Pediatric Asthma Clinical Presentation

Updated: May 17, 2023
  • Author: Girish D Sharma, MD, FCCP, FAAP; Chief Editor: Kenan Haver, MD  more...
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Guidelines from the National Asthma Education and Prevention Program, which were updated in 2007, highlight the importance of correctly diagnosing asthma. [2] To establish the diagnosis of asthma, the clinician must confirm the following:

  • Episodic symptoms of airflow obstruction are present

  • Airflow obstruction or symptoms are at least partially reversible

  • Alternative diagnoses are excluded

Thus, obtaining a good patient history is crucial when diagnosing asthma and excluding other causes.

The clinician should establish whether the patient has any of the following symptoms:

  • Wheezing

  • Cough

  • Cough at night

  • Cough during or after exercise

  • Shortness of breath

  • Chest tightness

  • Sputum production

The clinician should determine the pattern of symptoms, as follows:

  • Perennial, seasonal, or both

  • Continuous or intermittent

  • Daytime or nighttime

  • Onset and duration

The clinician should ask whether any of the following precipitate and/or aggravate symptoms:

  • Viral infections

  • Environmental allergens

  • Irritants (eg, smoke exposure, chemicals, vapors, dust)

  • Exercise

  • Emotions

  • Home environment (eg, carpets, pets, mold)

  • Stress

  • Drugs (eg, aspirin, beta blockers)

  • Foods

  • Changes in weather

The presence of other conditions that may affect asthma should be determined. Such conditions may include the following:

Questions about the development and treatment of the patient’s disease should touch on the following:

  • Age at onset and diagnosis

  • Progression of symptoms (better or worse)

  • Improvement with bronchodilators

  • Use of oral corticosteroids

The family history should include any history of asthma, allergy, sinusitis, rhinitis, eczema, or nasal polyps in close relatives, and the social history should cover factors that may contribute to nonadherence of asthma medications, as well as any illicit drug use.

The history of exacerbations should include the usual prodromal signs or symptoms, rapidity of onset, associated illnesses, number in the last year, and need for hospitalization. Symptoms of asthma may include wheezing, coughing, and chest tightness, among others. Patients with persistent asthmatic symptoms are more likely to experience severe asthma exacerbations. [42]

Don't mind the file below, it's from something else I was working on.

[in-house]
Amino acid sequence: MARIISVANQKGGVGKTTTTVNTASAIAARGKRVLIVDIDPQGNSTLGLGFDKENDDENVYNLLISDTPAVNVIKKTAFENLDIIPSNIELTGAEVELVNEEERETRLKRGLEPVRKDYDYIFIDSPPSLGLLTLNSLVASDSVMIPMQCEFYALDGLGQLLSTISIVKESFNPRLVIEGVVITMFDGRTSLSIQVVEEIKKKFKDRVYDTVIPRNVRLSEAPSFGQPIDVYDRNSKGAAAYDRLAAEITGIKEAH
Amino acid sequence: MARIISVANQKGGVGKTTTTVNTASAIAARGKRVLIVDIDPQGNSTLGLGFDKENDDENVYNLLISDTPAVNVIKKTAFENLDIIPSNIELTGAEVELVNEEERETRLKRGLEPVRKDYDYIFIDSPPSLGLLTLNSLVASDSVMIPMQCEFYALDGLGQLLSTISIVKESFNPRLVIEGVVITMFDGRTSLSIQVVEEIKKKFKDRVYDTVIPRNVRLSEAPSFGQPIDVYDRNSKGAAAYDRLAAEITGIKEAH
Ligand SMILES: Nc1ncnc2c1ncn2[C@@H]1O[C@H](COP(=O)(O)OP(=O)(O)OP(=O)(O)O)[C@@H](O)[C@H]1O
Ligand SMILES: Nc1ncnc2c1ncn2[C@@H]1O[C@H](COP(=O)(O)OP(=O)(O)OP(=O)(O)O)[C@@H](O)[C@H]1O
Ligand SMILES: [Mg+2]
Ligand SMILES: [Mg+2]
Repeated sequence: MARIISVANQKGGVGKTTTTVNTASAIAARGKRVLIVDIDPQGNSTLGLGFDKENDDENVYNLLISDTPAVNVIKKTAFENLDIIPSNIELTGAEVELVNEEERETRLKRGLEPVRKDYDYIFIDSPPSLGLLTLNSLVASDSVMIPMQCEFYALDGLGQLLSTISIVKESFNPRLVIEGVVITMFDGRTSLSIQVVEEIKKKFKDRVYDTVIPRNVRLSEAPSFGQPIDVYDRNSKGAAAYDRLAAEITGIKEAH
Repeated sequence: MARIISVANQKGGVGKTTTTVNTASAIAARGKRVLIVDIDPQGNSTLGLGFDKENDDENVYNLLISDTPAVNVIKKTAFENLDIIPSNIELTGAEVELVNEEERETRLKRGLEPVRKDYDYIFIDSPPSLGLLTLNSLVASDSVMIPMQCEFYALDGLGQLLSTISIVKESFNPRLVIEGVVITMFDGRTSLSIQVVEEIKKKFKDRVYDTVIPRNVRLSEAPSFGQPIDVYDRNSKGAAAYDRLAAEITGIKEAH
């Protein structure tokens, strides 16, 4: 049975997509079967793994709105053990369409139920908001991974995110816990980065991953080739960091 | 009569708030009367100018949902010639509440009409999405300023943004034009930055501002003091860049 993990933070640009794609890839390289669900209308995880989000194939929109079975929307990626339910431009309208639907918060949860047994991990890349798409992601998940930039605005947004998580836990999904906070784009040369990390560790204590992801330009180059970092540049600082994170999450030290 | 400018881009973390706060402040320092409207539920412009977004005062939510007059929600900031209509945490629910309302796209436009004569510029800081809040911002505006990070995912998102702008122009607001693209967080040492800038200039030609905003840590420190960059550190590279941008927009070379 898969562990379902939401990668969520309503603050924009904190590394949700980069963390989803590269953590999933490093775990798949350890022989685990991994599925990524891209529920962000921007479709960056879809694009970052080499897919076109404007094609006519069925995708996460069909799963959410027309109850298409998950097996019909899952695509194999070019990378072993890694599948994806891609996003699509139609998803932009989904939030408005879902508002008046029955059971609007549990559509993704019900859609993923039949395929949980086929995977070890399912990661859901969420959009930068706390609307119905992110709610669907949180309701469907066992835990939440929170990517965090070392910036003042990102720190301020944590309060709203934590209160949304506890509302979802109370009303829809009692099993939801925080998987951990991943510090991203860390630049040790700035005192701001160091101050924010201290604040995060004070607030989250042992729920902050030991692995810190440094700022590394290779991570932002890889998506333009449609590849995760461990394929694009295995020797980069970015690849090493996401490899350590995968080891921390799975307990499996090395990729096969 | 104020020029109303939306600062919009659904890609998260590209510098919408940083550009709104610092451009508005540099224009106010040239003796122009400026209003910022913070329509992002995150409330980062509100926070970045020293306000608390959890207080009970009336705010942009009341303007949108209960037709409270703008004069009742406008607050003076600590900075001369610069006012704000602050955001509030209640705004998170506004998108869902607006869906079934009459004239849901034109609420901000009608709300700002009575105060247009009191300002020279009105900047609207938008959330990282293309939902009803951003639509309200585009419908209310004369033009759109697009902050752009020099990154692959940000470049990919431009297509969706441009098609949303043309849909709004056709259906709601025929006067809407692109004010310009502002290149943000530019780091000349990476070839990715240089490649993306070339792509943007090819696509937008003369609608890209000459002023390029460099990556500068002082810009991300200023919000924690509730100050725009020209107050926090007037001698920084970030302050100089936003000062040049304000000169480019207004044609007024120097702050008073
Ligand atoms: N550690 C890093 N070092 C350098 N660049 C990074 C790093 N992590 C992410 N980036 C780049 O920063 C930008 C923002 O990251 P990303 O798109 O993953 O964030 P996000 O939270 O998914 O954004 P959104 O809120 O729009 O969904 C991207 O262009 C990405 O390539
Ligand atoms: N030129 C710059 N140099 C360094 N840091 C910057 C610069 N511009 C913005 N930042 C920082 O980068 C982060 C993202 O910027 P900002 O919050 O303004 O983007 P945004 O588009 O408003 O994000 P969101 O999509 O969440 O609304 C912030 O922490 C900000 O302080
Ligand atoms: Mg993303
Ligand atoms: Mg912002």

A musical, high-pitched, whistling sound produced by airflow turbulence is one of the most common symptoms. The wheezing usually occurs during exhalation.

In the mildest form, wheezing is only end expiratory. As severity increases, the wheeze lasts throughout expiration. In a more severe asthmatic episode, wheezing is also present during inspiration. During the most severe episodes, wheezing may be absent because of the severe limitation of airflow associated with airway narrowing and respiratory muscle fatigue.

Asthma can occur without wheezing when obstruction involves predominantly the small airways. Thus, wheezing is not necessary for the diagnosis of asthma. Furthermore, wheezing can be associated with other causes of airway obstruction, such as cystic fibrosis and heart failure.

Patients with vocal cord dysfunction have a predominantly inspiratory monophonic wheeze/sound (different from the polyphonic wheeze in asthma), which is heard best over the laryngeal area in the neck. Patients with bronchomalacia and tracheomalacia also have a monophonic wheeze.

In exercise-induced or nocturnal asthma, wheezing may be present after exercise or during the night, respectively.

Coughing and chest tightness

Cough may be the only symptom of asthma, especially in cases of exercise-induced or nocturnal asthma. Usually, the cough is nonproductive and nonparoxysmal. In addition, coughing may be present with wheezing. Children with nocturnal asthma tend to cough after midnight, during the early hours of morning. A history of tightness or pain in the chest may be present with or without other symptoms of asthma, especially in exercise-induced or nocturnal asthma.

Other nonspecific symptoms

Infants or young children may have a history of recurrent bronchitis, bronchiolitis, or pneumonia; a persistent cough with colds; and/or recurrent croup or chest rattling. Most children with chronic or recurrent bronchitis have asthma. Asthma is the most common underlying diagnosis in children with recurrent pneumonia. Older children may have a history of chest tightness and/or recurrent chest congestion.

In an acute episode, symptoms vary according to the severity of the episode. During a mild episode, patients may be breathless after physical activity such as walking. They can talk in sentences and lie down, and they may be agitated. During a moderate-to-severe episode, patients are breathless while talking. Infants have feeding difficulties and a softer, shorter cry.

During a severe episode, patients are breathless during rest, are not interested in feeding, sit upright, talk in words (not sentences), and are usually agitated. With imminent respiratory arrest (in addition to the aforementioned symptoms), the child is drowsy and confused. However, adolescents may not have these symptoms until they are in frank respiratory failure.


Physical Examination